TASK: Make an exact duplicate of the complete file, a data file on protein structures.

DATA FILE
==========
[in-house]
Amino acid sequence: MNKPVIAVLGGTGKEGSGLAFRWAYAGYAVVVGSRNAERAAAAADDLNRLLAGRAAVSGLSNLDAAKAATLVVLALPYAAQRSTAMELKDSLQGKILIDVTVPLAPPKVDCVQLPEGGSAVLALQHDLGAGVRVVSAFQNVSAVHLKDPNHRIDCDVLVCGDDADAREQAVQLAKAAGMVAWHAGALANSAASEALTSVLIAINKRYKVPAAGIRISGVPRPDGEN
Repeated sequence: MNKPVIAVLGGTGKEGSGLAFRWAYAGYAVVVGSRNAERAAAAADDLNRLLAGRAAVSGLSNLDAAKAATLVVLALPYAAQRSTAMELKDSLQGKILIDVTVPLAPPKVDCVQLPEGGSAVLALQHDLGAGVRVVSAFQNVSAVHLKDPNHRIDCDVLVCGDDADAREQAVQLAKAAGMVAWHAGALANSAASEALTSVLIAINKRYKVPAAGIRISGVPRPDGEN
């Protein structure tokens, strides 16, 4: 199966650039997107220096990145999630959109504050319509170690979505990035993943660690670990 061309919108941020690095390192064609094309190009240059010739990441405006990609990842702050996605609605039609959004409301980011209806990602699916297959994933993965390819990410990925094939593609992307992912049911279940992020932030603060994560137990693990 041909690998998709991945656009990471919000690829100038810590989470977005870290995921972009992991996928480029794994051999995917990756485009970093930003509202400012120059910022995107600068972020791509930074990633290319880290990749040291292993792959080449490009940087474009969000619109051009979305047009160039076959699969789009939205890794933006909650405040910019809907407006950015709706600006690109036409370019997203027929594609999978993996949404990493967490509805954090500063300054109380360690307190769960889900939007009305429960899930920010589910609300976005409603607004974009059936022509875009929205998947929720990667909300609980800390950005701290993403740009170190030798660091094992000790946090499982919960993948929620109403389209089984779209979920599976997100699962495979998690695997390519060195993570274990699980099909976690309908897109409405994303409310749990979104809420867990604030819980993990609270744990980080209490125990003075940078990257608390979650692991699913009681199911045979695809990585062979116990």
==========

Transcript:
[in-house]
Amino acid sequence: MNKPVIAVLGGTGKEGSGLAFRWAYAGYAVVVGSRNAERAAAAADDLNRLLAGRAAVSGLSNLDAAKAATLVVLALPYAAQRSTAMELKDSLQGKILIDVTVPLAPPKVDCVQLPEGGSAVLALQHDLGAGVRVVSAFQNVSAVHLKDPNHRIDCDVLVCGDDADAREQAVQLAKAAGMVAWHAGALANSAASEALTSVLIAINKRYKVPAAGIRISGVPRPDGEN
Repeated sequence: MNKPVIAVLGGTGKEGSGLAFRWAYAGYAVVVGSRNAERAAAAADDLNRLLAGRAAVSGLSNLDAAKAATLVVLALPYAAQRSTAMELKDSLQGKILIDVTVPLAPPKVDCVQLPEGGSAVLALQHDLGAGVRVVSAFQNVSAVHLKDPNHRIDCDVLVCGDDADAREQAVQLAKAAGMVAWHAGALANSAASEALTSVLIAINKRYKVPAAGIRISGVPRPDGEN
């Protein structure tokens, strides 16, 4: 199966650039997107220096990145999630959109504050319509170690979505990035993943660690670990 061309919108941020690095390192064609094309190009240059010739990441405006990609990842702050996605609605039609959004409301980011209806990602699916297959994933993965390819990410990925094939593609992307992912049911279940992020932030603060994560137990693990 041909690998998709991945656009990471919000690829100038810590989470977005870290995921972009992991996928480029794994051999995917990756485009970093930003509202400012120059910022995107600068972020791509930074990633290319880290990749040291292993792959080449490009940087474009969000619109051009979305047009160039076959699969789009939205890794933006909650405040910019809907407006950015709706600006690109036409370019997203027929594609999978993996949404990493967490509805954090500063300054109380360690307190769960889900939007009305429960899930920010589910609300976005409603607004974009059936022509875009929205998947929720990667909300609980800390950005701290993403740009170190030798660091094992000790946090499982919960993948929620109403389209089984779209979920599976997100699962495979998690695997390519060195993570274990699980099909976690309908897109409405994303409310749990979104809420867990604030819980993990609270744990980080209490125990003075940078990257608390979650692991699913009681199911045979695809990585062979116990």